Water-supply--Its extent--The Aqueducts--Distribution in
city--Drainage--Disposal of the Dead--Cremation and
Burial--Catacombs--Public Health Regulations.
In ancient Greece, the cities were supplied with water from springs over
which beautiful fountains were erected. The Greek aqueducts were not on
the same grand scale as the Roman, but were usually
cut in the rock, or made of pipes or masonry. Great care was taken in
the supervision of these public works.
The first Roman aqueduct, according to Frontinus, dates from 312 B.C.
Pliny wrote of the Claudian aqueduct: "But if anyone will carefully
calculate the quantity of the public supply of water, for baths,
reservoirs, houses, trenches, gardens and suburban villas, and, along
the distance which it traverses, the arches built, the mountains
perforated, the valleys levelled, he will confess that there never was
anything more wonderful in the whole world."
Frontinus, who was controller of the aqueducts in the time of Nerva and
of Trajan, describes nine aqueducts, of which four belonged to the days
of the Republic, and five to the reigns of Augustus and Claudius.
"The total water-supply of Rome has been estimated at 332,306,624
gallons a day, or, taking the population at a million, 332 gallons a
head. Forty gallons a day is now considered sufficient."
The ancient Aqua Virgo at the present day supplies the magnificent
Fontana di Trevi, and the glorious fountains in the Piazzo di Spagna and
the Piazzo Navona.
The Romans not only provided great aqueducts for the Imperial City, but
also built them throughout various parts of the Empire. In Rome, the
aqueducts were built to supply both the low and the high levels of the
city. The reason why the Romans did not build underground aqueducts, as
is done at the present day, has been variously explained. Perhaps they
did not fully understand that water will find its own level over a great
distance. They also would have found great difficulty in overcoming the
high pressure of the water.
In their conduits they built shafts at frequent intervals designed to
relieve the pressure of compressed air in the pipes. The water from the
neighbourhood of Rome rapidly encrusted channels and pipes with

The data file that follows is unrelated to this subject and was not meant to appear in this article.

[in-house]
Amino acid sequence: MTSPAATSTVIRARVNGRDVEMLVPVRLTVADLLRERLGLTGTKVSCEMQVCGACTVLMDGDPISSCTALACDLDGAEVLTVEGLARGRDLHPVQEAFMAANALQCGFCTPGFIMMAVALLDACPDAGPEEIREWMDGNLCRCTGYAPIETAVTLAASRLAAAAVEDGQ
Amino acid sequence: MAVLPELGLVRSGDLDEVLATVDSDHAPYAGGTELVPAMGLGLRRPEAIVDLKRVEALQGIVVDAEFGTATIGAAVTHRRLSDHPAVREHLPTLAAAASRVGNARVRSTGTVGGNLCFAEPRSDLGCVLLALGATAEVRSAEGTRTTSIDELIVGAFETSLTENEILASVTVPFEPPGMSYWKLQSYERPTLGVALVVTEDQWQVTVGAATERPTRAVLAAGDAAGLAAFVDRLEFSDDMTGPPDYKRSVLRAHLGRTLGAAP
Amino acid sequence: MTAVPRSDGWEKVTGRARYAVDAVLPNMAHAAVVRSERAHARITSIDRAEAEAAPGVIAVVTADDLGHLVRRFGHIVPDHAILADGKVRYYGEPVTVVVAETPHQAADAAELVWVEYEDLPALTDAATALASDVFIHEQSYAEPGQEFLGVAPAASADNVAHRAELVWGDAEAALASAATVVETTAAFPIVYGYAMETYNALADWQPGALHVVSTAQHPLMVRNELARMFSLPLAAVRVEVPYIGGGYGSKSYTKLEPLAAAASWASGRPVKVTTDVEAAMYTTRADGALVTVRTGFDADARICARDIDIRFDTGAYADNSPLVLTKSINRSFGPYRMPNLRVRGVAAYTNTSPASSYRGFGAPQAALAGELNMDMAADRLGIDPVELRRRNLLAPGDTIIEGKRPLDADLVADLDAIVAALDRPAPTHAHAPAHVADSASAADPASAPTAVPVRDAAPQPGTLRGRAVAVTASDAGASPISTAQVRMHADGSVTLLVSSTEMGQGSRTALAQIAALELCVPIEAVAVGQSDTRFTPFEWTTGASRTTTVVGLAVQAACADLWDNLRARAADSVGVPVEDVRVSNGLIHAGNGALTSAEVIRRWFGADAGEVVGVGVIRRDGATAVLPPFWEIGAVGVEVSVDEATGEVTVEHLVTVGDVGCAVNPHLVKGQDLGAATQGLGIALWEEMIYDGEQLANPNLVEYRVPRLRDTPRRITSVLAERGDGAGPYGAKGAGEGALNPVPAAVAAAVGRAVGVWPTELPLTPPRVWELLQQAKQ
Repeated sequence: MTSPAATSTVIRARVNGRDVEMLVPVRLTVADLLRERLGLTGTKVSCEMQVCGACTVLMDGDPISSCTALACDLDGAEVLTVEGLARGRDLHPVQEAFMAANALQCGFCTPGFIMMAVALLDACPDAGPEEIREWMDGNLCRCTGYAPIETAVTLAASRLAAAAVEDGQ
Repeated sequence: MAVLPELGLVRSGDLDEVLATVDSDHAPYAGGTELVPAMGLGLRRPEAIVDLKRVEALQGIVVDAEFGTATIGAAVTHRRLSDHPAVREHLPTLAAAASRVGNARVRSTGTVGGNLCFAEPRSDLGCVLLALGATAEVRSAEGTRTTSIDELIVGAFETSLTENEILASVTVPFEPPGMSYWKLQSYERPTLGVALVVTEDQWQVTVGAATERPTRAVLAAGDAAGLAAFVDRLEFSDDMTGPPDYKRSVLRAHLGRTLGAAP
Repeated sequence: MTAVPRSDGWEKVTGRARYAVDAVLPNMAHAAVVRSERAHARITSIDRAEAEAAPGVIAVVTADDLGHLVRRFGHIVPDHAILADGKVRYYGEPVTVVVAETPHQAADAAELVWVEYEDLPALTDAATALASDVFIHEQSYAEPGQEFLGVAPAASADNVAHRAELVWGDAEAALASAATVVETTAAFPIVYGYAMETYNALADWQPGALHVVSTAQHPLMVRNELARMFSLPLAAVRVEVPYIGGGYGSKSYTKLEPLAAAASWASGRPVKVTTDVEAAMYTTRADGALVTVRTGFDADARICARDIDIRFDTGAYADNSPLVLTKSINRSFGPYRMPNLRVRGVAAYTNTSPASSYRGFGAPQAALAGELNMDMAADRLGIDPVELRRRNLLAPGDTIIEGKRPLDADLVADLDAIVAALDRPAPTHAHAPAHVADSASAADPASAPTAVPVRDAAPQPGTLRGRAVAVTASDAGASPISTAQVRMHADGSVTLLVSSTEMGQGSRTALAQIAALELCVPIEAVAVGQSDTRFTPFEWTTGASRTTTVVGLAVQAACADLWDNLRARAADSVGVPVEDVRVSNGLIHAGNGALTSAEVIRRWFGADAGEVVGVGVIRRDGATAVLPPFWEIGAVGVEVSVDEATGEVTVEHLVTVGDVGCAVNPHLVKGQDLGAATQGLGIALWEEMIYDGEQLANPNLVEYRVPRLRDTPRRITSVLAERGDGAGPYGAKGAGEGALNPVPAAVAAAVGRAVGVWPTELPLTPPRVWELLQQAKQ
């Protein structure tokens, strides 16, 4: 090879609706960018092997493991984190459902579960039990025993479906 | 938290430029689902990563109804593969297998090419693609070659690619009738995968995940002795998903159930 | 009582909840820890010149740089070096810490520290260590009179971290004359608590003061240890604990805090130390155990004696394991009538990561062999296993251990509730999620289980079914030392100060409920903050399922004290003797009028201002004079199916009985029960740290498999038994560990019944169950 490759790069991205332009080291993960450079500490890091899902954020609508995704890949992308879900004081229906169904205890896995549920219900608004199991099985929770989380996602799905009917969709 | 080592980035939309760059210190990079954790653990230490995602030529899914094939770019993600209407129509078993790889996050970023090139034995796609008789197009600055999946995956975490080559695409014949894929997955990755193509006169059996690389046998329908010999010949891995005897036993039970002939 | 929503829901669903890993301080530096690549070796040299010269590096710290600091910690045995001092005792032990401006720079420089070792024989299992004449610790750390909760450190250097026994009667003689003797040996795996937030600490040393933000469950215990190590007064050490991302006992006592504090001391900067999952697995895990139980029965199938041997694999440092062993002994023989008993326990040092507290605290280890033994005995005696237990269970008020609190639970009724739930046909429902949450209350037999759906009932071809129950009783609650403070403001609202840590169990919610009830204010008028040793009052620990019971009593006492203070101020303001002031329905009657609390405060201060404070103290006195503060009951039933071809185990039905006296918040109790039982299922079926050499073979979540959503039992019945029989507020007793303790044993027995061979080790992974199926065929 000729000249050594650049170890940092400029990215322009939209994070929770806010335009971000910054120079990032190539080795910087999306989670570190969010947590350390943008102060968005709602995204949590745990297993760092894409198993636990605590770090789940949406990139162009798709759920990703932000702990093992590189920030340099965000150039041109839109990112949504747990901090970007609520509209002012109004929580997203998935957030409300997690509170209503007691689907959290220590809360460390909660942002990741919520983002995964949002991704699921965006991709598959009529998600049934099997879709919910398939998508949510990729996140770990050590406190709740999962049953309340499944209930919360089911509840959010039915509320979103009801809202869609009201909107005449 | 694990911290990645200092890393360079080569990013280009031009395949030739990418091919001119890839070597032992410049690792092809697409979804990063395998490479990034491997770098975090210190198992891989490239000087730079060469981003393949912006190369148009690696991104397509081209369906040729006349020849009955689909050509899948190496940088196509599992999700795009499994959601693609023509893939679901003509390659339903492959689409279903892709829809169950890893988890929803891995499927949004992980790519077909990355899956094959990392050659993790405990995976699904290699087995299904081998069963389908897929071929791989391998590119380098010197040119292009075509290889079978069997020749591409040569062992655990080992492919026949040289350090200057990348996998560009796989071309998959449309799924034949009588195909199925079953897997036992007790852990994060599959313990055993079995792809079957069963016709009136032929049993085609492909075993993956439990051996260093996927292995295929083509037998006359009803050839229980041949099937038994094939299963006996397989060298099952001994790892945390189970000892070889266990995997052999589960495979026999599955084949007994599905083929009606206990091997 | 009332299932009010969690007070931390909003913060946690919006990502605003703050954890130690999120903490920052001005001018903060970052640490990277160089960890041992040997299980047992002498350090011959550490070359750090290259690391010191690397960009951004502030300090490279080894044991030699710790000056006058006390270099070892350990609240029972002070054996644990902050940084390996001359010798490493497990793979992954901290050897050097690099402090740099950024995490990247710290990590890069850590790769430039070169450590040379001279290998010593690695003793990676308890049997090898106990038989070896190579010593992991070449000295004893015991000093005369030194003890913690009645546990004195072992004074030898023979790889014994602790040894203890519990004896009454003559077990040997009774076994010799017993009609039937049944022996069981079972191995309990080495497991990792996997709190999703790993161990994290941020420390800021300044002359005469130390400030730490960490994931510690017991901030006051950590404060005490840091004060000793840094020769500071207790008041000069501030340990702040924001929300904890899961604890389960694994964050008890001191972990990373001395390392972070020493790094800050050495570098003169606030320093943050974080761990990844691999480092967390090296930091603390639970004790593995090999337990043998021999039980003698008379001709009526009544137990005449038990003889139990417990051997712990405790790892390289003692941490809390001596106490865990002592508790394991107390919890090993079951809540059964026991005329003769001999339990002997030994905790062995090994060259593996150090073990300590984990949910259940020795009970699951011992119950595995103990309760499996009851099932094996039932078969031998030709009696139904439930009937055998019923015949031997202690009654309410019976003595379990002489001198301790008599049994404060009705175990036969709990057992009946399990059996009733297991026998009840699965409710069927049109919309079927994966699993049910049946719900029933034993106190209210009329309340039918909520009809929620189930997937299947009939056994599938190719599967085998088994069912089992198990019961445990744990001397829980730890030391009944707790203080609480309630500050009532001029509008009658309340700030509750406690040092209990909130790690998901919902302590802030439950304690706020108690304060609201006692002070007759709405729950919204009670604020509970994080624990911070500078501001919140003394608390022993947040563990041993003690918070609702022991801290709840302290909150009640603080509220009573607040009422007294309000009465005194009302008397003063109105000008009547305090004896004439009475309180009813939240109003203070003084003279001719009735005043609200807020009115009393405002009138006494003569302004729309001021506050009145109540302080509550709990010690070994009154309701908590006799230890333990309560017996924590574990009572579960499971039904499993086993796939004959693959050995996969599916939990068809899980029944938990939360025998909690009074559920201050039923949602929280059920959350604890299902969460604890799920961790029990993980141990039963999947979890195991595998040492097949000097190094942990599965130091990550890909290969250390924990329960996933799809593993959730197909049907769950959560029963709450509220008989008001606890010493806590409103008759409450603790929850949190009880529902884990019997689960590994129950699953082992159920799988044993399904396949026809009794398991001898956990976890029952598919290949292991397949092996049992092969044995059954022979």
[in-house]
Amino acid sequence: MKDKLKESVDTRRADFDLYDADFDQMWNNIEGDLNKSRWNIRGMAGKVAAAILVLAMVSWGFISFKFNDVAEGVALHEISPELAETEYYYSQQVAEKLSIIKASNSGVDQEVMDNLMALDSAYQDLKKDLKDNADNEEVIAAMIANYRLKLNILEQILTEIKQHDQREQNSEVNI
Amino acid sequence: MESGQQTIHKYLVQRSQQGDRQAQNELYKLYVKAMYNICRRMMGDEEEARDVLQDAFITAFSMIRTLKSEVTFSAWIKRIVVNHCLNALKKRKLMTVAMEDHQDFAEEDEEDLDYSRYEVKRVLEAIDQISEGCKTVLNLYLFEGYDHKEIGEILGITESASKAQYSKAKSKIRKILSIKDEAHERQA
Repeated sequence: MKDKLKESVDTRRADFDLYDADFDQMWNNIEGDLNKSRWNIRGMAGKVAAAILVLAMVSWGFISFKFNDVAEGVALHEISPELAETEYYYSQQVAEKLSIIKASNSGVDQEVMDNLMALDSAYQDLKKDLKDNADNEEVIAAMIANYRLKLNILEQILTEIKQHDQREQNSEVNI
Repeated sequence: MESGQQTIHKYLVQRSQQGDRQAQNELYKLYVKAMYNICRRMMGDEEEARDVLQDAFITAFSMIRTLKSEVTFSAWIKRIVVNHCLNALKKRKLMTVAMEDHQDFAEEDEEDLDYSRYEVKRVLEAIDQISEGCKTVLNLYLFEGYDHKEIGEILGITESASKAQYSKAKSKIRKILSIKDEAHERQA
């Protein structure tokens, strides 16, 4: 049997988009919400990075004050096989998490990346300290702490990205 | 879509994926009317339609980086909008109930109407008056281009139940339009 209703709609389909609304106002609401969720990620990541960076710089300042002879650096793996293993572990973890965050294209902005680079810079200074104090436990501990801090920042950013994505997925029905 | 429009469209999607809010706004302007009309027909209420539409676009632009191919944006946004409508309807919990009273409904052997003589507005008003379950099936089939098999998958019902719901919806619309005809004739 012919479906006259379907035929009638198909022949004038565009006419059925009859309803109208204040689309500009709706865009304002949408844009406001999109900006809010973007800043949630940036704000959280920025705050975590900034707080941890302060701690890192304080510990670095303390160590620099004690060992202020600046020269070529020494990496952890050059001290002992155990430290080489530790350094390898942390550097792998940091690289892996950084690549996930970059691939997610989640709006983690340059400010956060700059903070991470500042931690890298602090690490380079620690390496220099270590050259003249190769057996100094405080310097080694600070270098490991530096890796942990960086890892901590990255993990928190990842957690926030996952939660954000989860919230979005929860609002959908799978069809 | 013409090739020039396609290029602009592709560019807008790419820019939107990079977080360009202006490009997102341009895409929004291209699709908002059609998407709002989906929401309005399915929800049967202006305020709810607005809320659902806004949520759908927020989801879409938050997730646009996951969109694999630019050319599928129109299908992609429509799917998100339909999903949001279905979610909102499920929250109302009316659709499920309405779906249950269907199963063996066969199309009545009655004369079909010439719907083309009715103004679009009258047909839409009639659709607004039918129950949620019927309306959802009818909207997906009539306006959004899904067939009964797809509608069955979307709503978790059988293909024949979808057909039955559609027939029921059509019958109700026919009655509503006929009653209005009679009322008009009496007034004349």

calcareous deposits. Probably the great advantage of accessibility to
leaks and defects gained by building unenclosed aqueducts appealed
strongly to the ancient Romans. They did not fully understand the
technical difficulties involved in the "hydraulic mean gradient." No
machinery was used to pump the water or raise it to an artificial level.
A strip of land 15 ft. wide was left on either side of the aqueducts,
and this land was defined at intervals by boundary stones. No trees were
grown near the aqueduct, to avoid the risk of injuring the foundations,
and any breach of the rules for the preservation of the aqueducts was
severely punished by fines.
Vitruvius gives rules for testing the water, and points out that water
led through earthen pipes is more wholesome than water coming from
leaden ones. He states that the "fall" of an aqueduct should be not less
than 1 in 200. A circuit was often made to prevent the too rapid flow of
the water, and intermediate reservoirs were constructed to avoid a
shortage of water in the case of a broken main. Reservoirs were also
used for irrigation.
The water from the aqueduct was received at the walls of the city in a
great reservoir called castellum aquarum, externally a beautiful
building and internally a vast chamber lined with hard cement and
covered with a vaulted roof supported on pillars. The water flowed
thence into three smaller reservoirs, the middle one filled by the
overflow of the two outer ones. The outer reservoirs supplied the public
baths and private houses, while the middle one supplied the public ponds
and fountains, so that, in the event of a shortage of water, the first
supply to fail was the least important. The amount of water provided for
private use could be checked, for purposes of revenue, by means of this
At first the aqueducts were not connected with private houses, but,
later, private persons were allowed to buy the water which escaped from